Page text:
Context: Race is a social construct, not a biological or genetic construct, utilized to categorize people based on observable traits, behaviors, and geographic location. Findings from the Human Genome Project demonstrated that humans share 99.9% of their DNA; despite this evidence, race is frequently utilized as a risk factor for diagnosis and prescribing practices. Diagnosing and treating people based on race is known as race-based medicine. Race-based medicine perpetuates biases and diverts attention and resources from the social determinants of health that cause racial health inequities. Minimal research has examined medical students’ understanding of race-based medicine.
Objectives: The purpose of this study was to assess osteopathic medical students’ knowledge, beliefs, and experiences with race-based medicine.
Methods: We conducted a descriptive, cross-sectional survey study to assess osteopathic medical students’ knowledge, beliefs, and experiences with race-based medicine. An electronic, anonymous survey was distributed to all osteopathic medical students enrolled at a medical school in the Midwest with three campuses during the 2019–2020 academic year. Participants completed a brief demographic questionnaire and the Race-Based Medicine Questionnaire. Descriptive and inferential statistics were conducted utilizing SPSS statistical software version 28.0, and statistical significance was defined as a p<0.05. Open-ended questions were analyzed utilizing content and thematic analyses.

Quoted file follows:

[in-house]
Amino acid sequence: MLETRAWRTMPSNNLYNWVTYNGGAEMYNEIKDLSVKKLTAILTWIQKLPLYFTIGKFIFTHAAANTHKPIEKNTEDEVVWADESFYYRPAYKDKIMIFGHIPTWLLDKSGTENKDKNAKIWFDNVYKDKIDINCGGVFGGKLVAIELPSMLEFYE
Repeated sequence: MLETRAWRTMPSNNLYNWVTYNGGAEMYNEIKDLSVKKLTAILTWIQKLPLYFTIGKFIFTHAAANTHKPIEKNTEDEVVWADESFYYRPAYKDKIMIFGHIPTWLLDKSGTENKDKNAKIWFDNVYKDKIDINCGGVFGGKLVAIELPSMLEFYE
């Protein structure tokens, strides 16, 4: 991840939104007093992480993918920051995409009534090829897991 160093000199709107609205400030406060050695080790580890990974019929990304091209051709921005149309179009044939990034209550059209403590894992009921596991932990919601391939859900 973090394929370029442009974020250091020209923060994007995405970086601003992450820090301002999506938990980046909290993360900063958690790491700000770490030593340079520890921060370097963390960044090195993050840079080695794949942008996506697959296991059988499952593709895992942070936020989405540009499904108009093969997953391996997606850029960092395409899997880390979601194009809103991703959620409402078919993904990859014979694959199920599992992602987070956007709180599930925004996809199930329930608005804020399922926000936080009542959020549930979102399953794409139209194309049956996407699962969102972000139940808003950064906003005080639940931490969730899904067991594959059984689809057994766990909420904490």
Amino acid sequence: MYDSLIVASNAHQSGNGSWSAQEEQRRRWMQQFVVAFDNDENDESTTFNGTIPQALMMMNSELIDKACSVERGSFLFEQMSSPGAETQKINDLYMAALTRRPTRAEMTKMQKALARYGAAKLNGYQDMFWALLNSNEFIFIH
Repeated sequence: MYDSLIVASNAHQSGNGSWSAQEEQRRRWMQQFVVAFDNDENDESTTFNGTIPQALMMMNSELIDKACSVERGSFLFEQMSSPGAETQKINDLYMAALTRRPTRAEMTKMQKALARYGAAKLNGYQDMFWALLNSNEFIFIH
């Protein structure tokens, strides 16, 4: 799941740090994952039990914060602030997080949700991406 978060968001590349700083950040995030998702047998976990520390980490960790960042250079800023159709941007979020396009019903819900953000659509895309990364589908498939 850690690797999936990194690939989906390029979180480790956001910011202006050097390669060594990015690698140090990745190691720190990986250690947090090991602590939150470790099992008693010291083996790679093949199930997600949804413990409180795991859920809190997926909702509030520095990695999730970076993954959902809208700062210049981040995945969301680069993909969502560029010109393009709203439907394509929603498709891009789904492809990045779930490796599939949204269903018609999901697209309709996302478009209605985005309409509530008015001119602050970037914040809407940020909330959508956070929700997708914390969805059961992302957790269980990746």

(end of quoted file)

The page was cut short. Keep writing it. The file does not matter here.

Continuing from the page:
Results: A total of 438 of the 995 osteopathic medical students consented to participate in the study, for a response rate of 44.0%. Among those participants, 221 (52.0%) reported that they had heard of the term “race-based medicine.” Familiarity with the term differed by racial background (χ  = 24.598, p<0.001), with Black or African American participants indicating greater familiarity with the term compared to all other races. Of the participants familiar with race-based medicine, 79 (44.4%) provided the correct definition for the term; this finding did not differ by any sociodemographic variable. Part of the way through the questionnaire, all participants were provided the correct definition of “race-based medicine” and asked if they thought medical schools should teach race-based medicine. The majority of participants (n=231, 61.4%) supported the teaching of race-based medicine. Qualitative findings elaborated on participants’ support or opposition for teaching race-based medicine in medical school. Those in support explained the importance of teaching historical perspectives of race-based medicine as well as race as a data point in epidemiology and its presence on board examinations, whereas those in opposition believed it contradicted osteopathic principles and practice.
Conclusions: Findings showed half of the participants were familiar with race-based medicine, and among those, less than half knew the definition of the term. Highlighting osteopathic philosophy and its focus on the whole person may be one approach to educating osteopathic medical students about race-based medicine.